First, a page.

Let’s review the 2014 elections by which the republicans were the big victors and by which the democratic base did not show up. This mid term elections had the least amount of American citizens turning out to cast their ballot in over 70 years. There are some who could cynically think the past republican record for intransigence and the delaying of the U.S. House voting on the June, 2013 Senate bipartisan immigration reform bill, resulted in the democrat voters becoming disheartened and to in effect, not come out to vote. This strategy worked better than the republican lead state congressional representatives creating voter I.D. laws designed to suppress the minority vote. My hypothesis is that there are those republicans who would consider the above described scenario as a winning strategy and would champion its continuation for as long as possible.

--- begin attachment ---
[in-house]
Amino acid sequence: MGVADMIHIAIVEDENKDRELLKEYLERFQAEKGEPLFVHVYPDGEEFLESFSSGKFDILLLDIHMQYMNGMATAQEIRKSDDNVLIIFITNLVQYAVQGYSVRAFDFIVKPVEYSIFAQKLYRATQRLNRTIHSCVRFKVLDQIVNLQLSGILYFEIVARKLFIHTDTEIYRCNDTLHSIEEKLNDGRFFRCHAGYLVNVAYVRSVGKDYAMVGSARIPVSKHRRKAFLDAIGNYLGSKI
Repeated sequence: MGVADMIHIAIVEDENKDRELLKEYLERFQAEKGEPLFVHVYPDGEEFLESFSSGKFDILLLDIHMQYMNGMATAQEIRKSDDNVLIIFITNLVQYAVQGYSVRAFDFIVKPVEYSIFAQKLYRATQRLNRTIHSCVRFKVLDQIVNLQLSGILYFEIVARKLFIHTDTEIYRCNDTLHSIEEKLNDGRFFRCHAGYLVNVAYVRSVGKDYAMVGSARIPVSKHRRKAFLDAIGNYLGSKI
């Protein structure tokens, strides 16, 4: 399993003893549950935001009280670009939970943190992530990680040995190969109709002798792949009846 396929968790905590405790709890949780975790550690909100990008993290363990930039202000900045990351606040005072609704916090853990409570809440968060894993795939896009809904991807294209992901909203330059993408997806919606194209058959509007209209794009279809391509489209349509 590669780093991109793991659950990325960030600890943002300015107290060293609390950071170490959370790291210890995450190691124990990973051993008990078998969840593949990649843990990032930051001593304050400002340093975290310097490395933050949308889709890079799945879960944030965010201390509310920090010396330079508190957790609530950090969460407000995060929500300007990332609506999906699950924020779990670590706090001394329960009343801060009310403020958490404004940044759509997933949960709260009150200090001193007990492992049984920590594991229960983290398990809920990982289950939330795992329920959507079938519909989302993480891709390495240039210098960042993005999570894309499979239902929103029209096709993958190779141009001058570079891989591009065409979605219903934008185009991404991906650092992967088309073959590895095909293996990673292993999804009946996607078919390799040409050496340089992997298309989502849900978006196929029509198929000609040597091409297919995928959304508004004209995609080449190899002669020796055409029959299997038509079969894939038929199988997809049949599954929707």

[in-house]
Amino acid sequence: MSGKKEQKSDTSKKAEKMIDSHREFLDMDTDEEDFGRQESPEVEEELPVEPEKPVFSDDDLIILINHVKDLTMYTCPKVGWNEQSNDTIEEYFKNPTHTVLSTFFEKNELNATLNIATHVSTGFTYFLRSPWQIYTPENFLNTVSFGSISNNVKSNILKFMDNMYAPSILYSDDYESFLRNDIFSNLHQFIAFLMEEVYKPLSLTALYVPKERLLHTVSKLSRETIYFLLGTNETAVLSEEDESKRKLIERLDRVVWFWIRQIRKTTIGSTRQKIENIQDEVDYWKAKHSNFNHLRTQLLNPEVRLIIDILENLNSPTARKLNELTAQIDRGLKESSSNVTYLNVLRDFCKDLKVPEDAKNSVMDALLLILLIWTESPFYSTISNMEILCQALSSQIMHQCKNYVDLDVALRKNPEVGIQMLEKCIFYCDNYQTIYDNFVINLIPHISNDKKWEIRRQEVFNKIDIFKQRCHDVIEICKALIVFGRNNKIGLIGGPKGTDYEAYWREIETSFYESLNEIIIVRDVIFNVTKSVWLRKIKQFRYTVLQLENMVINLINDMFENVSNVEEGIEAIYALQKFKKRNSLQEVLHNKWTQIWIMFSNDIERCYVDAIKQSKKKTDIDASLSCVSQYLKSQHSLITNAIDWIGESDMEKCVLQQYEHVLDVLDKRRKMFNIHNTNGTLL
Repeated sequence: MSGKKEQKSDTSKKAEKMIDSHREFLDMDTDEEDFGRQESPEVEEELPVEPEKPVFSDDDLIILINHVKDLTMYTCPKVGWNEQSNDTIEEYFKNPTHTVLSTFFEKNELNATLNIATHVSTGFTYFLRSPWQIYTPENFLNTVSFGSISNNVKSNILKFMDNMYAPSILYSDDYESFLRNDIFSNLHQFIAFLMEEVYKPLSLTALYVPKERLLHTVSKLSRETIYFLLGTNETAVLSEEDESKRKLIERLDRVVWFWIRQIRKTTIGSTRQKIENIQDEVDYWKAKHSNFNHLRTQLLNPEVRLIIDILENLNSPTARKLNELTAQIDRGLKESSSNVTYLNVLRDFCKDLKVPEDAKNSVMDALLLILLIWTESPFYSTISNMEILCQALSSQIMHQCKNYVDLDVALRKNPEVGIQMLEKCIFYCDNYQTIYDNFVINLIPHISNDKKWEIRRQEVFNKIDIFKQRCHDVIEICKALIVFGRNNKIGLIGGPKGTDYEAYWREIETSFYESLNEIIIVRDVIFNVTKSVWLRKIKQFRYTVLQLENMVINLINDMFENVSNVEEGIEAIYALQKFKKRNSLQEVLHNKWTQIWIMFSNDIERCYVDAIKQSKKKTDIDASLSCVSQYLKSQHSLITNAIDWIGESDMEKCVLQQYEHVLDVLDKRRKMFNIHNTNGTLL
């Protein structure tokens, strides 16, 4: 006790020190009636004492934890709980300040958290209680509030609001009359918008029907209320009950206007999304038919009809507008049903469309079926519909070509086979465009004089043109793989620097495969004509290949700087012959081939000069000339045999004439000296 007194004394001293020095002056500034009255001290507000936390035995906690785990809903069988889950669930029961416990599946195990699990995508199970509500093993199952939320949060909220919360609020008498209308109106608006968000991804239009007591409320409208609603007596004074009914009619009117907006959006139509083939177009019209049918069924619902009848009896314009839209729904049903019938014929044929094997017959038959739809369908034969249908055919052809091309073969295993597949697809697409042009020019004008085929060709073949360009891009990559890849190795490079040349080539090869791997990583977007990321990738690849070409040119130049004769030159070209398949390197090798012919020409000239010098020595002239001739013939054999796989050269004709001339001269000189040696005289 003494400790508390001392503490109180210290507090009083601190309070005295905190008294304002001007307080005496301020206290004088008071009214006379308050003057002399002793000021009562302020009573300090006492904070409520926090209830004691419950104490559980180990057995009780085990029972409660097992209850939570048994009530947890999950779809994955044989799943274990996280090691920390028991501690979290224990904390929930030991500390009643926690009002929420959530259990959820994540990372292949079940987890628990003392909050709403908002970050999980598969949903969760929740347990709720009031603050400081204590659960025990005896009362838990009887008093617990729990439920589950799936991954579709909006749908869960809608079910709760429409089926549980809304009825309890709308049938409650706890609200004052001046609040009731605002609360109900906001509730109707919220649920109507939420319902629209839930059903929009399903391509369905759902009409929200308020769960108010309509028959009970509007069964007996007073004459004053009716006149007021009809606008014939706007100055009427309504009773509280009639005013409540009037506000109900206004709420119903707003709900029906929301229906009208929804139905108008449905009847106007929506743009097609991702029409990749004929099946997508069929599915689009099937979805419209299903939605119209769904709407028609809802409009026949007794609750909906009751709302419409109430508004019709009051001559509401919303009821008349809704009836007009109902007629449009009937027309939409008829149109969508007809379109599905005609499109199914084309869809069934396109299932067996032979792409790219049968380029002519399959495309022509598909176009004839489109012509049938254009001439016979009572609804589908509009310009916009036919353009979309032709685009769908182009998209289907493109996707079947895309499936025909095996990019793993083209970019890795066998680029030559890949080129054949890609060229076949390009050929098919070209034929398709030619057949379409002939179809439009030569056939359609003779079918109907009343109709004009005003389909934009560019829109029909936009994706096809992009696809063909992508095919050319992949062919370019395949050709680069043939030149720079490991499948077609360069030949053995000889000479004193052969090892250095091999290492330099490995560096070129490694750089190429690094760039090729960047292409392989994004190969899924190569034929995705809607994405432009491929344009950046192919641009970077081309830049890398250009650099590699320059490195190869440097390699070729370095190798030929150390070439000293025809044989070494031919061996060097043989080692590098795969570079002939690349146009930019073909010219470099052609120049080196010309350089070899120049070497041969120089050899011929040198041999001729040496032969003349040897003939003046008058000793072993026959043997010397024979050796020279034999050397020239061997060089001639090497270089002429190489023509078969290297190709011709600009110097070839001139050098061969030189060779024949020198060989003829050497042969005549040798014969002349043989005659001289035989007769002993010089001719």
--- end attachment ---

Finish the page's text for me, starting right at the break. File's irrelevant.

How long was the US republican house planning to wait before passing any immigration reform bill as immigration families kept being deported and separated from loved ones? The US House members were simply caught with their pants down and this is in part the explanation for all the republicans’ hysteria. It is now in their best interests to pass a bill as soon as possible. While the US House can possibly sue to have the courts prevail with a decision to prevent future presidential excesses, it will not effect the current order. Acts to impeach or shut down the government would be political suicide for the republicans. There is no significant way to defund the current immigration orders. Please, just pass a bill!!